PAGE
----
Small Talk Tag: William Robertson

Mini Mirror on the Wall

annelle ferguson william robertson mirror

Constructed with rich materials in fine detail, this miniature needlepoint mirror looks like it could play a part in a tiny version of Snow White. The mirror’s stitched frame by miniaturist Annelle Ferguson is based on traditional 17th century design and depicts a king and queen, flowers, vines, and a fawn. The tortoiseshell and boxwood outer frame was painstakingly constructed by William R. Robertson. We personally think this mirror is definitely in the running for “fairest of them all.”

How can miniature artists like Ferguson achieve such tiny needlepoint? Well, it’s simple mathematics (ok, plus a lot of talent). Miniature needlepoint or petit point takes the art form to a smaller level by using finer canvases with higher thread counts and by using specialized needles made for working on a fine scale. Sounds easy enough to start your own needlepoint project, right? Whatever you do, just be sure to finish it! Then again, maybe we should leave the stitchery up to the pros for now.

All About Scale

fine-scale miniatures

At The National Museum of Toys and Miniatures, the little “m” in our logo stands for fine-scale miniatures. So, what is a fine-scale miniature? It’s a high quality, functioning object that is built to scale. Scale is the defined size ratio between the full size object and the miniature object. Most of the miniatures in T/m’s collection are 1:12 scale (or 1/12 scale) where one inch in the miniature equals one foot in the full-scale object.

The spinning wheel on the right is in the 1:12 scale. The one on the left is in the 1:6 scale where two inches in the miniature equals one foot in the full-scale object. Not only are we super impressed by the craftsmanship, but also by all the tricky math involved in creating these perfectly scaled masterpieces!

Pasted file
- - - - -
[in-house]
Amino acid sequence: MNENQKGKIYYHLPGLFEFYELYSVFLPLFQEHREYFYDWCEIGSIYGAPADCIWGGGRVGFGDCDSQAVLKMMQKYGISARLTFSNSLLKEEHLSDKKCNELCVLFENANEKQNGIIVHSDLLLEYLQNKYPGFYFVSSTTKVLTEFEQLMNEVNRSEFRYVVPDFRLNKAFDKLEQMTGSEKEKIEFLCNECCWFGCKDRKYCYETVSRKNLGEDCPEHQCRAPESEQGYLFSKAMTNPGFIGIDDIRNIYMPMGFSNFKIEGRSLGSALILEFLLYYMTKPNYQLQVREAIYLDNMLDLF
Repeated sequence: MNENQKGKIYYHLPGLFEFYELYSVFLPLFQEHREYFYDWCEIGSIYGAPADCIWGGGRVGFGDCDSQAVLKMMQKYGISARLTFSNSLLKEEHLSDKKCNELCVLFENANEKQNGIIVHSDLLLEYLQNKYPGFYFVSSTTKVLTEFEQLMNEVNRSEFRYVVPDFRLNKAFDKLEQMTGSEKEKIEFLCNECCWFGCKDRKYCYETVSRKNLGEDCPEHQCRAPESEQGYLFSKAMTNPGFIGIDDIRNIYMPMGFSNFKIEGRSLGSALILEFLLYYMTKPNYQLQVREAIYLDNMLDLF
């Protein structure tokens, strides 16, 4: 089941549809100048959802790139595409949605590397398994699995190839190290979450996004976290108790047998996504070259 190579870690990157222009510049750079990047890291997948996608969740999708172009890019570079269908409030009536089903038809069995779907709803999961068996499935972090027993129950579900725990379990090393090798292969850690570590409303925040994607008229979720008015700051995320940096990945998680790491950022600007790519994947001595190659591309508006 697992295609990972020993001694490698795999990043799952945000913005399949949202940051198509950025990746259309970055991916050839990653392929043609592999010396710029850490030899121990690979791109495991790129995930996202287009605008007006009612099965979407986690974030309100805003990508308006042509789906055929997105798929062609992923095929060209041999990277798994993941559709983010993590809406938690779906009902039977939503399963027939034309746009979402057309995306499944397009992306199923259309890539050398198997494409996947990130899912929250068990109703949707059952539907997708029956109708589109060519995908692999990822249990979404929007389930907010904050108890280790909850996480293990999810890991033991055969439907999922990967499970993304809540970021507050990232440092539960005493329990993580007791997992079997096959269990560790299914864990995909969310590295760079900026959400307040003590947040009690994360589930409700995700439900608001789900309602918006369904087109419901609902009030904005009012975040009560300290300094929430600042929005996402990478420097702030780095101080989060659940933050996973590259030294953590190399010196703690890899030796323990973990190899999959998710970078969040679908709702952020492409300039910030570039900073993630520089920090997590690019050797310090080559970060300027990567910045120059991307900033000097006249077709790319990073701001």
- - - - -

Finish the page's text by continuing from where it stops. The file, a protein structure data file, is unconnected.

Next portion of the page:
A Tisket, A Tasket, A 17th C. Sewing Casket

miniature sewing casket

This 1:12 scale miniature sewing casket was inspired by a full-size sewing casket at the Victoria & Albert Museum in London that dates to 1671. The original was made by an embroiderer named Martha Edlin—at the age of 11 no less—and was passed down through her family for over 300 years. Cases like this one were often used by wealthy women of the time to store jewelry, sewing implements, and personal belongings, sort of like a 17th century Caboodle (remember those?).

Our miniature version was constructed by William R. Robertson from pearwood and has steel hinges and a mirror on the inside of the lid. Esther Robertson and Annelle Ferguson (both a few years older than 11) meticulously stitched the 26 petit point panels that cover the wooden structure. The miniature contents include a tortoiseshell needle case, a thimble, and various other ivory and mother-of-pearl accoutrements.